10 Bloating Remedies (Besides the Low FODMAP Diet)

Are you feeling frustrated with your IBS and completely out of control? Are you overwhelmed by all of the (often conflicting) information out there on bloating remedies (and the rest of the symptoms..)? Have you heard about the low FODMAP diet but think it sounds too difficult? Or, have you done the low FODMAP diet but you still don’t feel completely ‘normal’ again?

The good news is there are lots of little bloating remedies you can try that can help relieve your IBS symptoms. So, if you’re a bit overwhelmed by the thought of trying the low FODMAP Diet right now, just start small. You can start by implementing some of these changes and seeing how they affect your gut, then work your way up. Just take it a step at a time.

On the other hand, if you’ve tried low FODMAP Diet and it’s helped to relieve your IBS symptoms, but you’re still not feeling completely ‘normal’, try some of these tips. Knowing your triggers and eliminating them will be a huge help in controlling your symptoms. However, there are lots of other factors at play that can help you feel even better than you already do.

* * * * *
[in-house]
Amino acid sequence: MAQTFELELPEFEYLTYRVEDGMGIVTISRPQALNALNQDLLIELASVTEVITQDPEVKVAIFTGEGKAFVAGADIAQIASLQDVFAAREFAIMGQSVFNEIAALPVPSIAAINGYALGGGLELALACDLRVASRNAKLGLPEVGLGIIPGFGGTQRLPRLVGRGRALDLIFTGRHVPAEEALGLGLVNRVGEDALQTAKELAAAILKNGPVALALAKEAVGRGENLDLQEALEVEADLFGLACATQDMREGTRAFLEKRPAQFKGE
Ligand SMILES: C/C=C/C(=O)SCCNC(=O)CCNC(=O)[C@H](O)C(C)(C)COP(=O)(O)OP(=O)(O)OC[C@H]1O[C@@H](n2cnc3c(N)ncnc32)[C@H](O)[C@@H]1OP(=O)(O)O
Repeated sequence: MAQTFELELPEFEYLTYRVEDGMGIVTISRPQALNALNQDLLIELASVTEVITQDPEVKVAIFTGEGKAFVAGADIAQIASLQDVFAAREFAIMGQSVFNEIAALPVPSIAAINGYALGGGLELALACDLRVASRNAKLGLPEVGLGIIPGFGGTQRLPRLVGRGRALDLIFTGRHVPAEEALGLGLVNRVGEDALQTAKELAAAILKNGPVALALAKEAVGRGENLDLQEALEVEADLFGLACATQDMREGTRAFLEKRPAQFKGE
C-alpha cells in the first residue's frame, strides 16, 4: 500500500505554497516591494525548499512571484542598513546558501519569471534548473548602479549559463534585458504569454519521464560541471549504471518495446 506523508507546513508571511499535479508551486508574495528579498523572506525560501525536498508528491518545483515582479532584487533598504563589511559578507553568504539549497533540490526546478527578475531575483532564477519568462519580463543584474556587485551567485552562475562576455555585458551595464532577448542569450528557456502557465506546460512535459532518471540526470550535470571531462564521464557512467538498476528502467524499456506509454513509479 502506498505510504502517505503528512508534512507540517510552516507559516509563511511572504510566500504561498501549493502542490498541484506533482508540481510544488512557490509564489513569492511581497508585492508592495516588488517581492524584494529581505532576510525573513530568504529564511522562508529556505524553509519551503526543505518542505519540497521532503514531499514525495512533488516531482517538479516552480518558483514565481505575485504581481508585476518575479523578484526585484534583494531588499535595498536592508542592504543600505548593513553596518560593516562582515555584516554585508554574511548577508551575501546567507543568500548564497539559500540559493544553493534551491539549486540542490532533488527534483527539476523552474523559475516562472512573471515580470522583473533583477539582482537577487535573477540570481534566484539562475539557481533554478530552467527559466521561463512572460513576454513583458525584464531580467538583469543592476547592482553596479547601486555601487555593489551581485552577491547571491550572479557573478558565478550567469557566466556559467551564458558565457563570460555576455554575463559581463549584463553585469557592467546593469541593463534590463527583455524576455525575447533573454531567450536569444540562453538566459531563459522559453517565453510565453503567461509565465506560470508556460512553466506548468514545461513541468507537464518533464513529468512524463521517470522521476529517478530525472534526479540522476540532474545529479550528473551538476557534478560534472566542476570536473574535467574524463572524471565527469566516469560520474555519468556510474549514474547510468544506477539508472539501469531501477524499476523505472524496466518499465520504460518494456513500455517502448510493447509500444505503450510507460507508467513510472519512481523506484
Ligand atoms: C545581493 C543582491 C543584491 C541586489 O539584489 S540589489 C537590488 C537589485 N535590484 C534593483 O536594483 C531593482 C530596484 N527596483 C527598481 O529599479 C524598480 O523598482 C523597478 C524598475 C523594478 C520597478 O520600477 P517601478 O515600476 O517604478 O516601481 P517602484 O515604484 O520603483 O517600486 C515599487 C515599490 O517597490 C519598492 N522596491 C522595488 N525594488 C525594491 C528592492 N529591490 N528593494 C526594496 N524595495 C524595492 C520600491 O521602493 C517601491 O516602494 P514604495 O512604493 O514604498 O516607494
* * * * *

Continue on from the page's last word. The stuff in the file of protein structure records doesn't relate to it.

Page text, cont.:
I’ve put together a list of 10 little bloating remedies you can try right now. These are all small, simple changes that can easily be incorporated into your life. However, they can bring big results and leave you feeling so much more comfortable every day. Simply making these little changes can help reduce your bloating and stomach pain and help your digestive system run more smoothly.



Now, I’m not suggesting you go out and try all ten of these straight away. That’s only going to make you more overwhelmed. I would pick one of the bloating remedies below that appeals the most to you and trial it for 10 days. See if it relieves your IBS symptoms at all. If so, great. Keep doing it. Then pick another one and try that for 10 days. If it doesn’t help your symptoms, great, now you know. Go and try another one and see if that does…

The thing about IBS is that there are so many different factors that can affect how you feel every day. Also, what works for one person won’t necessarily work for another. The condition is so individual.. All of these little things have worked for me, but maybe only 3 or 4 of them will work for you.